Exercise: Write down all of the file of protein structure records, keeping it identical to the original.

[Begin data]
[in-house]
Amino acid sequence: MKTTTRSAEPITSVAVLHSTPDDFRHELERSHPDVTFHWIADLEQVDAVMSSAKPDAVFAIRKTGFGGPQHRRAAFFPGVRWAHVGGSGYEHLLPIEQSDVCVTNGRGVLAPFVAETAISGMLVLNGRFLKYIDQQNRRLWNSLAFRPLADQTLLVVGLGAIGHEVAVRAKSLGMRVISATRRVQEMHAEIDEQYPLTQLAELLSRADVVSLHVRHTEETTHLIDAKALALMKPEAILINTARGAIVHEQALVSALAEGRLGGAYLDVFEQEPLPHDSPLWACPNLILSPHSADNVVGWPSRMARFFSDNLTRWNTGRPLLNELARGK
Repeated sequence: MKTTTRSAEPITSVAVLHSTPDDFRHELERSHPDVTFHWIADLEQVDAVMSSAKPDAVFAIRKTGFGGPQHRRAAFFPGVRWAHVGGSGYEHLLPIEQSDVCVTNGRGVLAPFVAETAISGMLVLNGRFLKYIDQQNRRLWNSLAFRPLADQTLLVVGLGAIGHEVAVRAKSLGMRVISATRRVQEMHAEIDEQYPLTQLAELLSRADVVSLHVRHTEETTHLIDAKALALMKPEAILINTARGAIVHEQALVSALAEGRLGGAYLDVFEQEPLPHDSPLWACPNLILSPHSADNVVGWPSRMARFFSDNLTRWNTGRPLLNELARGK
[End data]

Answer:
[in-house]
Amino acid sequence: MKTTTRSAEPITSVAVLHSTPDDFRHELERSHPDVTFHWIADLEQVDAVMSSAKPDAVFAIRKTGFGGPQHRRAAFFPGVRWAHVGGSGYEHLLPIEQSDVCVTNGRGVLAPFVAETAISGMLVLNGRFLKYIDQQNRRLWNSLAFRPLADQTLLVVGLGAIGHEVAVRAKSLGMRVISATRRVQEMHAEIDEQYPLTQLAELLSRADVVSLHVRHTEETTHLIDAKALALMKPEAILINTARGAIVHEQALVSALAEGRLGGAYLDVFEQEPLPHDSPLWACPNLILSPHSADNVVGWPSRMARFFSDNLTRWNTGRPLLNELARGK
Repeated sequence: MKTTTRSAEPITSVAVLHSTPDDFRHELERSHPDVTFHWIADLEQVDAVMSSAKPDAVFAIRKTGFGGPQHRRAAFFPGVRWAHVGGSGYEHLLPIEQSDVCVTNGRGVLAPFVAETAISGMLVLNGRFLKYIDQQNRRLWNSLAFRPLADQTLLVVGLGAIGHEVAVRAKSLGMRVISATRRVQEMHAEIDEQYPLTQLAELLSRADVVSLHVRHTEETTHLIDAKALALMKPEAILINTARGAIVHEQALVSALAEGRLGGAYLDVFEQEPLPHDSPLWACPNLILSPHSADNVVGWPSRMARFFSDNLTRWNTGRPLLNELARGK